FOIA Litigation Is Rising, and the Cost Is Unclear

Lawsuits from unsatisfied Freedom of Information Act requesters rose 57 percent over the past decade, and yet the Justice Department has not thoroughly tracked the resulting costs, according to a new audit.

Since 2006, Justice has reported 3,350 FOIA lawsuits filed against agencies, the Government Accountability Office said in a report released Thursday. A number of the suits were from plaintiffs challenging an agency denial or delay in releasing requested documents and, when successful, demanding that the government pay their attorneys’ fees.

“The costs associated with FOIA lawsuits where the plaintiff prevailed cannot be fully determined because not all federal agencies, including Justice, track their costs at the individual lawsuit level,” GAO said in a report addressed to Sens. Chuck Grassley, R-Iowa, and Patrick Leahy, chairman and ranking member of the Senate Judiciary Committee. “Moreover, the data regarding attorneys’ fees and costs reported by Justice do not capture changes in award as a result of appeals or settlement agreements.”

The year-long audit of cases involving Justice itself or Justice going to court on behalf of one of 28 agencies found that of 1,672 FOIA lawsuits with a decision rendered between 2009 and 2014, the plaintiff substantially prevailed in 112, but litigation costs “could not be fully determined.” Of those 112 lawsuits, Justice provided information on its costs for defending eight lawsuits totaling about $97,000.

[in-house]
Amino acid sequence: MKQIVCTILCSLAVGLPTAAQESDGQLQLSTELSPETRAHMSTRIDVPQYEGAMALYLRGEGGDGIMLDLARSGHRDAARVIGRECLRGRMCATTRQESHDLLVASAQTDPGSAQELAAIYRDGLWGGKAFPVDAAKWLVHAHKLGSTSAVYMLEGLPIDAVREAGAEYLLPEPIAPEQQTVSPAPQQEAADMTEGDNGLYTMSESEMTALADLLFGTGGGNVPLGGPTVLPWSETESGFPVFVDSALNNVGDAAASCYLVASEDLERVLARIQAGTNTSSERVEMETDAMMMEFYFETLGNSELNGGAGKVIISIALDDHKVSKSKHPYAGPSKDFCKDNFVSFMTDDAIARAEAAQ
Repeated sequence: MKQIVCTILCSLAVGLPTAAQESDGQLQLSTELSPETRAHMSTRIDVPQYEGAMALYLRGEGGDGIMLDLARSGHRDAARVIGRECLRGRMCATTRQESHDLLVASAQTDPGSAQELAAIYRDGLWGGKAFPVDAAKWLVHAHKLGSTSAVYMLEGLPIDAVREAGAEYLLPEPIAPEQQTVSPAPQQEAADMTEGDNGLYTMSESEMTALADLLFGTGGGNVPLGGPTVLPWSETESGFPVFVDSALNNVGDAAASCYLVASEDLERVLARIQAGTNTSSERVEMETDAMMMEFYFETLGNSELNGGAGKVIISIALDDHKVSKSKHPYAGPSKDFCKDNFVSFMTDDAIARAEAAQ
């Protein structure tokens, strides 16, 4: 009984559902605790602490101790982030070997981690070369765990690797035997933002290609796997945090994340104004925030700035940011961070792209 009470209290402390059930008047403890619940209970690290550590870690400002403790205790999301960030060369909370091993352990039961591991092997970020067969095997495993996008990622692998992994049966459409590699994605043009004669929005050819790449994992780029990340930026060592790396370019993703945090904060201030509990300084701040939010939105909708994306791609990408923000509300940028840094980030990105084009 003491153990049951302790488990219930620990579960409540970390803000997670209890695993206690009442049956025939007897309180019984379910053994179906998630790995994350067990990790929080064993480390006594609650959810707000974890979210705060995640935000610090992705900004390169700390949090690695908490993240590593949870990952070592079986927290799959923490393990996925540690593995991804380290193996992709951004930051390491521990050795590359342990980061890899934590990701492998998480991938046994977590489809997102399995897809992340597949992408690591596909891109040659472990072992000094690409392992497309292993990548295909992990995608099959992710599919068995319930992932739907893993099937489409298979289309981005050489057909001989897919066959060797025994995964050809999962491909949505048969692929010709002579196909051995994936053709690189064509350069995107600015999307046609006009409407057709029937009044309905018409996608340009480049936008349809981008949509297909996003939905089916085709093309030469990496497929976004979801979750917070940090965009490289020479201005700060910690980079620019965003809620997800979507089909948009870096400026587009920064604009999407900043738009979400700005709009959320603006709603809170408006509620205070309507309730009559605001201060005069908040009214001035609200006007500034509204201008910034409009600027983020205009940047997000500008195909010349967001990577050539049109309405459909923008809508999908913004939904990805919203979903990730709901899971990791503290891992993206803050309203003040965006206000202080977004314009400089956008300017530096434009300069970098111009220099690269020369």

“Justice officials stated that the department does not specifically track costs for lawsuits in which the plaintiffs substantially prevailed and that its attorneys are not required to track such costs for individual lawsuits.”

GAO auditors used their own methodology to determine costs on 57 of the 112 selected suits, which it estimated as costing the government $1.3 million. And for 11 of the lawsuits, Justice “reported an amount of attorneys' fees and costs awarded that differed from the amounts reported by the defending agencies,” GAO wrote, a discrepancy Justice attributed to agency settlement agreements during the appeals process.

The watchdog recommended that Congress consider requiring Justice to provide a cost estimate for collecting and reporting information on expenses incurred when defending lawsuits in which the plaintiffs prevailed. “There would be costs associated with doing so,” GAO wrote. “Considering these costs relative to the potential benefits could help in determining whether establishing such a requirement would be an effective means of enhancing FOIA litigation-related operations.”

Justice welcomed the suggestion for improving its annual report on litigation but noted in a letter that “of the nearly 5 million FOIA requests that have been processed since 2009, only a fraction of a percent have involved litigation.” The cases GAO mentioned where the plaintiff prevailed, Justice added, amounted to a “fraction of a fraction of a percent of overall FOIA activity.”

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